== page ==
How do they work? High mileage oils contain seal conditioners and additives that cause o-rings, gaskets and seals to swell. In some cases, older valve-guide seals in engines may have reduced seepage. This can result in lower oil consumption. Many high mileage motor oils include detergents and claim they are are designed to remove sludge from engines.


Most high mileage oils are formulated to benefit vehicles with 75,000 miles or more. When to switch is ultimately your decision to make, but you should educate yourself to make the best determination. If you are experiencing blowby, loss of power, cylinder slap, strange noises, etc., you likely are having mechanical failures that should be addressed. These types of issues are not something a high mileage oil will fix.


Some people might consider switching to a high mileage oil at 200,000 miles, while others may want to change to a high mileage oil at 80,000 miles. For the average driver, anything over 100,000 miles could safely be considered a high mileage vehicle.


An engine that has been well cared for, with all the scheduled maintenance performed, should be able to support longer intervals between oil changes. As an engine is broken in, the sharp little edges and rough surfaces become polished down, enabling the surfaces to mate better and lessening the chances of metal-to-metal contact (assuming full-fluid separation at the operating temperature).


These new motor oil classifications are backward compatible, so using a newer category oil on an older vehicle should not create any issues. Yet, what can cause problems is operating a newer vehicle with an older service category engine oil.


Any motor oil with a base stock consisting of a Group III, IV or V oil would be considered a synthetic oil. Although Group III oils originate from a mineral oil, they undergo such high refining that they hold properties very similar to a true synthetic oil.


It's important to remember that lower mileage is not always better. Modern vehicles are built to last, and they're meant to be driven. A 10-year-old car with 30,000 miles on it may have dried-out gaskets and a weak battery, but in a higher-mileage vehicle, those items are likely to have been replaced to keep it in tip-top shape.


If you do decide to take out a loan, you'll be able to pay it off over a much shorter term, and your monthly payments are likely to be much lower. Plus, with so many high-mileage cars out on the road, banks and lenders are more willing to offer great loan terms for older used vehicles.


You simply need to stay on top of its regularly scheduled maintenance. Genuine OEM (original equipment manufacturer) part replacements are made with high-quality materials, and they'll keep your car running for many years to come.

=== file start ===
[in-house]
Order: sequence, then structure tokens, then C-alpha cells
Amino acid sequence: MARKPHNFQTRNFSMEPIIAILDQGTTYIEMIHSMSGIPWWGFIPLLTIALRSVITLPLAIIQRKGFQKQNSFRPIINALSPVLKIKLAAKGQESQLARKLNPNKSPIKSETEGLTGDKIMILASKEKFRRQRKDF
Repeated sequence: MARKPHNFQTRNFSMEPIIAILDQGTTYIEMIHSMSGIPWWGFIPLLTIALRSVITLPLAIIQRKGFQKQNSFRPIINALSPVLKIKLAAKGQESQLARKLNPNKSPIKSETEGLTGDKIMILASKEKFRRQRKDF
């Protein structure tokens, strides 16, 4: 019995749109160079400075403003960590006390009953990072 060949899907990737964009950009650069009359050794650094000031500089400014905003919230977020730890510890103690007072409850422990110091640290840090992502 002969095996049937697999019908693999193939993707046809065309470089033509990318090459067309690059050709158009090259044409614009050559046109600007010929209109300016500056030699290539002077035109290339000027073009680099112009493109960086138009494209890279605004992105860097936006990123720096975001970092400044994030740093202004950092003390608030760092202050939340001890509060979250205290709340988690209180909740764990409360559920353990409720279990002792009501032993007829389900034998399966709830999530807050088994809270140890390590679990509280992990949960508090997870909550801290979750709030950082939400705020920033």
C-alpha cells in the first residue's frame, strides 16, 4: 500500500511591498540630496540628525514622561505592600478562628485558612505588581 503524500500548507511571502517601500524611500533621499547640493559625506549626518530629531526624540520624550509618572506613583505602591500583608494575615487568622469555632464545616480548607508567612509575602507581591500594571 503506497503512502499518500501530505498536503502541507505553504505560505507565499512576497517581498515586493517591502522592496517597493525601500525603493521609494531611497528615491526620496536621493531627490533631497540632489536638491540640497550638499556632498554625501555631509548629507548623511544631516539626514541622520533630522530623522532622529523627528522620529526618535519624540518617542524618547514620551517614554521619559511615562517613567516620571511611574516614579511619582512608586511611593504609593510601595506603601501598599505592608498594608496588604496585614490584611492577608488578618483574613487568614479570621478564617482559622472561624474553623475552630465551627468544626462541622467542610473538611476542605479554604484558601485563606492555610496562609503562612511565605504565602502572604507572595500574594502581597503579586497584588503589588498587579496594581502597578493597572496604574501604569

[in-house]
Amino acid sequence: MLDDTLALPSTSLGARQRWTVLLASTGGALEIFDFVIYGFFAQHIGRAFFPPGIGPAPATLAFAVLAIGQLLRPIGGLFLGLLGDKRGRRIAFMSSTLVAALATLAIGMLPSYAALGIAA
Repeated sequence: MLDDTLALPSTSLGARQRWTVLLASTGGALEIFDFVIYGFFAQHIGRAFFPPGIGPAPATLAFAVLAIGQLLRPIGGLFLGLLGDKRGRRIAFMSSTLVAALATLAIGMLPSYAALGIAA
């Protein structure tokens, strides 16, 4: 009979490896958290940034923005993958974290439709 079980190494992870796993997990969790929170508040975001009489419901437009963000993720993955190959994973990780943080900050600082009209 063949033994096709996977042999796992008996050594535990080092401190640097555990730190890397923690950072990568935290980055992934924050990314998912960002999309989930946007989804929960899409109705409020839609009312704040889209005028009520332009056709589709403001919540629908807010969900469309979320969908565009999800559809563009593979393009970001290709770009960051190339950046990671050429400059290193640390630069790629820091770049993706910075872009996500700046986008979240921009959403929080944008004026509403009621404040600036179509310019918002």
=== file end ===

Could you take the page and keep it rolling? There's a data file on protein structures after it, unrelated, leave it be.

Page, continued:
Manufacturers recommend using high-mileage oil in vehicles with over 75,000 miles on them. Usually, they are blended semi-synthetic as this results in the best combination of qualities and right density balance. Some additives put in high-mileage oils protect and rejuvenate the rubber seals of the engine, prolong their usage time and reduce leakages.


Typically, when comparing two otherwise similar vehicles, the one with the lower mileage will be the more appealing because the mechanical components will have suffered less wear, while the bodywork will have seen reduced risk of dings and dents.


For example, a three-year-old car with 30,000 miles on the clock has averaged 10,000 miles per year, meaning it has covered more than a typical car its age. However, a five-year-old car with 30,000 miles has covered 6,000 miles each year, making it low mileage.


In addition to having seal conditioners, high-mileage oils usually boast more detergents designed to clean out sludge inside the engine, plus other additives meant to reduce wear on moving parts. Every motor oil, though, makes similar claims that it does great things inside an engine.


If you have been shopping for a used car with high mileage, over 60,000 miles or so, there is a very important, often overlooked item to take into consideration. Maybe you have found a suitable car in your price range. One of the next steps to take is to research whether that vehicle has a timing chain or timing belt, because a timing belt repair is a significant expense.What is a Timing Belt?


In reality, improved standards and technology in the auto industry might be reflected in vehicles with high mileage. In addition, because modern automobiles are so dependable, their owners are more comfortable keeping them on the road for extended periods.


When you are searching for the best used cars in Colorado Springs to buy, you might wonder what is considered to be "good mileage" on a used car. We will walk through the current average mileage on all used cars and what is considered the best mileage to look for. It's our job to help you find the perfect used car at the best price, but not all high mileage cars are worth the investment. Let's take a closer look at the used car mileage and what you can expect.View Low Mileage Used Car Inventory 041b061a72